Victim of Cyberbullying Commits Suicide
Don't Think Sexting Is Dangerous? Read This
by Claire Miller, age 17 and Adaeze Okoli, age 16
Breakthroughs in technology allow all of us to be more connected today than ever. People can transfer songs, games, messages and pictures from cell phone to cell phone. However, with all the capabilities that technology offers, it is very easy for private things to be made public.
Last year Jessica Logan, a teenager from Cincinnati, Ohio was the object of ridicule and taunts among her peers after her boyfriend sent a nude picture of her to people at several different high schools. Her father Bert Logan said, “Everyone knew about the photo and she could not live it down.”
The ridicule soon became too much and Jessica Logan committed suicide. Jessica Logan was a victim of cyberbullying.
Dr. Parry Aftab, a long time advocate for Internet and technology safety and an Internet privacy and security lawyer, defines cyberbullying as, “when a young person uses interactive technology as a weapon to hurt another.”
There are many ways for young people to use technology to hurt one another. Unfortunately, because it is so easy to send a message or write on someone’s Facebook wall, kids can do it without really thinking about their actions. When you’re not thinking about your actions, it’s easy to do something you’ll regret.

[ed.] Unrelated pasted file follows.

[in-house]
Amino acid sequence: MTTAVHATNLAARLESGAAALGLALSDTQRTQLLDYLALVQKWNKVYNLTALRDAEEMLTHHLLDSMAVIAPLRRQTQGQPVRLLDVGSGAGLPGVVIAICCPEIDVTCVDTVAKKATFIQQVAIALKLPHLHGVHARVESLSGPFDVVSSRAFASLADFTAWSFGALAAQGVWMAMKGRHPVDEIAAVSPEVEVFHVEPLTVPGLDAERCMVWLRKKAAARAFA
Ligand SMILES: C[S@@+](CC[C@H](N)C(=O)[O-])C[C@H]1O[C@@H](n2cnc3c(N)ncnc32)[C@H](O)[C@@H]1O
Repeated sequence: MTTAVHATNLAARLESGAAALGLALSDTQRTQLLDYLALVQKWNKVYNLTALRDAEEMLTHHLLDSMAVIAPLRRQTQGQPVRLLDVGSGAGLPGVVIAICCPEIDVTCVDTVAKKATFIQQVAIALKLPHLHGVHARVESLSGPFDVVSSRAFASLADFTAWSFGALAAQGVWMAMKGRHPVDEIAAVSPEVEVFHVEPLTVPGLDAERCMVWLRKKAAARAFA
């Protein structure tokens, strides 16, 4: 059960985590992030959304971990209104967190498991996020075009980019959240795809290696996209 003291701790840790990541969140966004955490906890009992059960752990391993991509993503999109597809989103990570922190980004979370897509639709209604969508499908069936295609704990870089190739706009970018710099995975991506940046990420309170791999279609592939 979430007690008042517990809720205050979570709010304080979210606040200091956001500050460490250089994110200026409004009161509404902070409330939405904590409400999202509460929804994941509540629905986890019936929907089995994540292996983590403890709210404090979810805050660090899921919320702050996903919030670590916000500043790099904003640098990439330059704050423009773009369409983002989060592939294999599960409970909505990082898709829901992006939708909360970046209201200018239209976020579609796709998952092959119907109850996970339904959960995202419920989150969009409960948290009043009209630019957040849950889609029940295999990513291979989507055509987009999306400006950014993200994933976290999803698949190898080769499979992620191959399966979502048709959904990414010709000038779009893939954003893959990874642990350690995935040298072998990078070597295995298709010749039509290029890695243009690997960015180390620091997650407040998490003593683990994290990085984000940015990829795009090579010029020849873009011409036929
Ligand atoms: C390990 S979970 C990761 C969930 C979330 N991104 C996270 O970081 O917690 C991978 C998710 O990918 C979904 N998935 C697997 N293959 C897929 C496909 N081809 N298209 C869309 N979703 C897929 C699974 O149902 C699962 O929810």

Sexting, the act of sending sexually explicit nude or semi-nude photos via text message, is a fairly common form of cyberbullying. It starts with a photo. Innocent as it may seem, something as simple as a photo sent to one person can have catastrophic effects.
Aftab explains, “It could be in a million places, and you never know who got a copy.”
What the approximate 20 percent of teenagers who admit to sexting probably don’t know is that sending nude or partially nude photos is a serious felony.
“If you take a picture, you can be accused of producing child pornography; if you send it to somebody, you can be accused of distributing child pornography; and if you keep a picture, you can be accused of possessing child pornography,” says Aftab.
Any of these charges could land a person in prison or label him or her as a sex offender.
There are countless cases of vengeful or bitter exes that have used sexting as a way to get back at old girlfriends.
Last year, 18-year old Phillip Alpert sent out a ‘mass sext’ of his under-aged girlfriend after they had an argument. This led to his arrest on child pornography charges, and later, his registration as a sex offender. Alpert made a public apology saying he was “extremely sorry for what [he] did.” Unfortunately for him, no amount of apologies can make up for what he did. Alpert will still have to suffer the consequences as a registered sex offender until he’s 43.
The consequences of cyberbullying and sexting usually lead to undesired results. However, all this can be avoided by remembering to think before you act.
[Sources: www.cbsnews.com; www.mtvnews.com; www.cnn.com; wwww.msnbc.msn.com]